Attrition: Combat Fatigue Creeps Up on Iraq Vets


March 24, 2007: The U.S. Army has been studying combat fatigue (or PTSD, post-traumatic stress disorder) a lot more these days. Currently, about 400 soldiers a year are sent home from Iraq because of severe PTSD, and thousands have less serious bouts of PTSD, which are treated in Iraq, with the soldier soon returning to duty.

What the army is up against is something they discovered during World War II. Back then, PTSD was called combat fatigue, and it was a serious problem. In the European Theater, 25 percent of all casualties were serious PTSD cases. In the Pacific Theater, the rate varied widely, depending on the campaign. In some of the most intense fighting, like Okinawa in 1945, it accounted for over a third of all wounded.

The statisticians examined all those medical records and discovered that few soldiers went more than 200 days in combat without suffering a severe case of combat fatigue. Actually, the number of days a soldier could survive in combat, before feeling the effects of PTSD varied from 100-200. There were exceptions, as PTSD vulnerability, like everything else, occurred according to a bell-shaped curve. There were some troops who had severe anxiety attacks, and other PTSD symptoms after only a week or two of combat. On the other extreme, there were men who never seemed to suffer any PTSD symptoms. It was later discovered that, as with most things, genetics and brain chemistry played a large part in the ability of some people to be virtually immune to PTSD. But there's still no PTSD vaccination, and lots of PTSD victims.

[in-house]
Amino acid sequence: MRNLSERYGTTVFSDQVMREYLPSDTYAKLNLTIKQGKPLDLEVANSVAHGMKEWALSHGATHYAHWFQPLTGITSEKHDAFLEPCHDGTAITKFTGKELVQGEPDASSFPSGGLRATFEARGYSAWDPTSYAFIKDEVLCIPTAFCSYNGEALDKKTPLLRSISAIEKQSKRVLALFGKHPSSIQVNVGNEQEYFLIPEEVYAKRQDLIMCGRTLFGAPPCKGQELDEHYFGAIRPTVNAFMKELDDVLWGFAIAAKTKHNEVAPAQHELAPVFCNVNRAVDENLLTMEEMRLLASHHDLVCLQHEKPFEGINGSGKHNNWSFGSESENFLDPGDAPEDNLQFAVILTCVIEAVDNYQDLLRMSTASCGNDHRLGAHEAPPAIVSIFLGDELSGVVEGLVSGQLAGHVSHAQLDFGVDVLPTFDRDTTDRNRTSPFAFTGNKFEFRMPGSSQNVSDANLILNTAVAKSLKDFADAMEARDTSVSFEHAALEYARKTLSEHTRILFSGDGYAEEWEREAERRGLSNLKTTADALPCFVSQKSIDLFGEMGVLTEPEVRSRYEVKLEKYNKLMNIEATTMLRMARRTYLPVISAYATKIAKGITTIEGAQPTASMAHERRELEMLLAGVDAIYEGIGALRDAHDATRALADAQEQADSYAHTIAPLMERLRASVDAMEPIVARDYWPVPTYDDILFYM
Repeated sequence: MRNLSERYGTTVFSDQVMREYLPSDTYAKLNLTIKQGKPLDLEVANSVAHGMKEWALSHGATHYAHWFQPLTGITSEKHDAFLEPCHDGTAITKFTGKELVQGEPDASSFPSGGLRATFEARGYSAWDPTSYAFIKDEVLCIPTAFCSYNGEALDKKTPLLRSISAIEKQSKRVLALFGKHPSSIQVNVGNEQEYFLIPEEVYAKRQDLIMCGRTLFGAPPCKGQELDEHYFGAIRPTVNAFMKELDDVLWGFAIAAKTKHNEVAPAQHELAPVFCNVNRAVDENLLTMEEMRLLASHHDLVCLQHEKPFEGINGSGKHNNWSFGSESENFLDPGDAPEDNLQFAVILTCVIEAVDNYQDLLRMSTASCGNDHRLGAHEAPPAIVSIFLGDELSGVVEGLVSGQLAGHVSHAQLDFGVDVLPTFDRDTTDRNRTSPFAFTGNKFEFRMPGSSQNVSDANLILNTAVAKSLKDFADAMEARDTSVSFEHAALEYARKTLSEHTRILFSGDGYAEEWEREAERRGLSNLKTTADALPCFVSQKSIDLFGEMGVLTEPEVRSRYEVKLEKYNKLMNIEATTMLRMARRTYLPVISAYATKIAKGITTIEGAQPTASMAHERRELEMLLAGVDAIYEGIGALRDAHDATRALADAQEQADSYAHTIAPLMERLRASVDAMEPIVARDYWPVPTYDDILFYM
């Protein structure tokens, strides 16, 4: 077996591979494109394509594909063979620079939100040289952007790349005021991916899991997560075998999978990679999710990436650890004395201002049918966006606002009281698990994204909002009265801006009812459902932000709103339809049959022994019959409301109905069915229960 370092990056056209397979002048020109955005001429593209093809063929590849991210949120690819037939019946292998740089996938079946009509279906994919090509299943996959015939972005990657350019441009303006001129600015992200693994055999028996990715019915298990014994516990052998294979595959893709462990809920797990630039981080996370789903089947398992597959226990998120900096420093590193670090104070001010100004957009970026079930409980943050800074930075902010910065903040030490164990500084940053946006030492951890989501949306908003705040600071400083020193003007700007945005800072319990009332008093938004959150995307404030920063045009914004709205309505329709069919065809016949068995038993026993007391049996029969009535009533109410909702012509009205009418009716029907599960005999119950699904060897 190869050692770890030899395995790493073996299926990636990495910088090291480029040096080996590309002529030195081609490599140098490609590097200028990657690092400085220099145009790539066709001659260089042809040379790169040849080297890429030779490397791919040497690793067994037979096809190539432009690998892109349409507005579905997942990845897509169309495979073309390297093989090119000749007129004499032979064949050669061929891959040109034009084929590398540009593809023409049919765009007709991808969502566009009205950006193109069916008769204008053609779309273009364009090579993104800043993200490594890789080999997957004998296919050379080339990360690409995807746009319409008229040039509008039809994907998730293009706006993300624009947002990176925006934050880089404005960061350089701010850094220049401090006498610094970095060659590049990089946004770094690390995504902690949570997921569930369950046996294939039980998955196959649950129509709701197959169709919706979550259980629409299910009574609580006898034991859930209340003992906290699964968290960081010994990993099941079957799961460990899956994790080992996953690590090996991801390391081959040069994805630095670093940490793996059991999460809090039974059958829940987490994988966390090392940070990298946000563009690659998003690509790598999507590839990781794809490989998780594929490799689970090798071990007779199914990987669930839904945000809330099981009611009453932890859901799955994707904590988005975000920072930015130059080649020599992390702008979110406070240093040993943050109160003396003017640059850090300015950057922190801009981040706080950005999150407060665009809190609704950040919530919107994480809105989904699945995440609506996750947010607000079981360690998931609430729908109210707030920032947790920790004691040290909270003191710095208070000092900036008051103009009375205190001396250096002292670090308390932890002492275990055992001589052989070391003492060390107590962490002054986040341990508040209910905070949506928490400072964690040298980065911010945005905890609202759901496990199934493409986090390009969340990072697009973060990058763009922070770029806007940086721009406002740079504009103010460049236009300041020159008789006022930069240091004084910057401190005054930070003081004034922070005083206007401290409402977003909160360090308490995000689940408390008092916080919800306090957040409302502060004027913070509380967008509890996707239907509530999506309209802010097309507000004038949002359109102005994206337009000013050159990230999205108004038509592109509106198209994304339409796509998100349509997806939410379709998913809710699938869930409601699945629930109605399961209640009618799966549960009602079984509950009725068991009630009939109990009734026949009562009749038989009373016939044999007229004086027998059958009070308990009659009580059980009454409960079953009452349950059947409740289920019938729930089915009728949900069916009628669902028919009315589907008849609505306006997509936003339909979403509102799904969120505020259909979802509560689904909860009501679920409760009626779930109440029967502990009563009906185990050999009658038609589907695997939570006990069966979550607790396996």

PTSD was less of a problem during Korea and Vietnam, because troops usually served only one 13 months tour in the combat zone. It was for the Korean War that the "12 month tour of duty" was invented (to spread the pain around, otherwise a smaller number of troops would have stayed there, "for the duration.") But Iraq is different. The lower casualty rates have meant that a lot of troops are going back for multiple tours of duty. Thus, the army and marines are now faced a large number of troops hitting the 200 days of combat "wall". Based on past experience, that should mean more cases of serious combat fatigue. That results in troops dangerous to themselves and those around them.

In Iraq and Afghanistan, the army has found ways to delay the onset of PTSD by providing better living conditions, and equipment that makes combat less dangerous. The army also provides some leave time during the tour, which allows the soldiers some time outside of Iraq, and even a visit with his family back home. This has delayed hitting the wall, not eliminated it. Troops may be able to handle 300, or more, days of combat. But many troops are sensing that they are approaching the wall, and transferring out of combat jobs, or not reenlisting. The numbers are not great, but it is a trend. You cannot ignore the long term impact of combat fatigue.




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